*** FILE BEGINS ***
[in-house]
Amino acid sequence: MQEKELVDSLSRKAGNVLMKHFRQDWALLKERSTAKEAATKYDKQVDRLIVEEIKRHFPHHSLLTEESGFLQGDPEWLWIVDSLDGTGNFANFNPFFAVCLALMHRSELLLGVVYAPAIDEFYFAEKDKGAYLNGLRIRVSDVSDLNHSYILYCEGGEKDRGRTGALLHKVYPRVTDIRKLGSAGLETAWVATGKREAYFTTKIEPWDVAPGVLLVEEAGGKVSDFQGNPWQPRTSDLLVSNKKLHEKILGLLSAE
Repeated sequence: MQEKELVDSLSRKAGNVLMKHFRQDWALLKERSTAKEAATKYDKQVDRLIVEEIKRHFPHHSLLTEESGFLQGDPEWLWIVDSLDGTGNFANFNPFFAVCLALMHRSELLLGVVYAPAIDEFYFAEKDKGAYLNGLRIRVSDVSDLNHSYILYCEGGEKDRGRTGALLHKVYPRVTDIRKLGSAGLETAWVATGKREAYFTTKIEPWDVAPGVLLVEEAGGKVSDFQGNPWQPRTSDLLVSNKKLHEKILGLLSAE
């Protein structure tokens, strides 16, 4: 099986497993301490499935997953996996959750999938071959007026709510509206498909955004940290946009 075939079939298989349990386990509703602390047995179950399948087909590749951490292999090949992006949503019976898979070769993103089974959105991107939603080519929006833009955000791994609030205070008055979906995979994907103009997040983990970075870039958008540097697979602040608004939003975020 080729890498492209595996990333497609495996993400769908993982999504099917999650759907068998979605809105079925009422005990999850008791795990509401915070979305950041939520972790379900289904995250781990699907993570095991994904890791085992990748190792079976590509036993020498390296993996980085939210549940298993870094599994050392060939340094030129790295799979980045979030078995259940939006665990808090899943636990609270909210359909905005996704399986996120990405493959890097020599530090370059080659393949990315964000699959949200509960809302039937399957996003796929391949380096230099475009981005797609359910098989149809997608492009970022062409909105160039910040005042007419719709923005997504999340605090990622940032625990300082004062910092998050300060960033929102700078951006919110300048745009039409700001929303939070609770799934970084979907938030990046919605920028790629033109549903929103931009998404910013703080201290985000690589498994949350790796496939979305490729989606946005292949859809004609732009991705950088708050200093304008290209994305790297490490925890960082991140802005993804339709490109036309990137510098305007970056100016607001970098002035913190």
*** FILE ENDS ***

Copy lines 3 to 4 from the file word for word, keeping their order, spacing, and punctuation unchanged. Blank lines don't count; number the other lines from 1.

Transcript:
Repeated sequence: MQEKELVDSLSRKAGNVLMKHFRQDWALLKERSTAKEAATKYDKQVDRLIVEEIKRHFPHHSLLTEESGFLQGDPEWLWIVDSLDGTGNFANFNPFFAVCLALMHRSELLLGVVYAPAIDEFYFAEKDKGAYLNGLRIRVSDVSDLNHSYILYCEGGEKDRGRTGALLHKVYPRVTDIRKLGSAGLETAWVATGKREAYFTTKIEPWDVAPGVLLVEEAGGKVSDFQGNPWQPRTSDLLVSNKKLHEKILGLLSAE
């Protein structure tokens, strides 16, 4: 099986497993301490499935997953996996959750999938071959007026709510509206498909955004940290946009 075939079939298989349990386990509703602390047995179950399948087909590749951490292999090949992006949503019976898979070769993103089974959105991107939603080519929006833009955000791994609030205070008055979906995979994907103009997040983990970075870039958008540097697979602040608004939003975020 080729890498492209595996990333497609495996993400769908993982999504099917999650759907068998979605809105079925009422005990999850008791795990509401915070979305950041939520972790379900289904995250781990699907993570095991994904890791085992990748190792079976590509036993020498390296993996980085939210549940298993870094599994050392060939340094030129790295799979980045979030078995259940939006665990808090899943636990609270909210359909905005996704399986996120990405493959890097020599530090370059080659393949990315964000699959949200509960809302039937399957996003796929391949380096230099475009981005797609359910098989149809997608492009970022062409909105160039910040005042007419719709923005997504999340605090990622940032625990300082004062910092998050300060960033929102700078951006919110300048745009039409700001929303939070609770799934970084979907938030990046919605920028790629033109549903929103931009998404910013703080201290985000690589498994949350790796496939979305490729989606946005292949859809004609732009991705950088708050200093304008290209994305790297490490925890960082991140802005993804339709490109036309990137510098305007970056100016607001970098002035913190």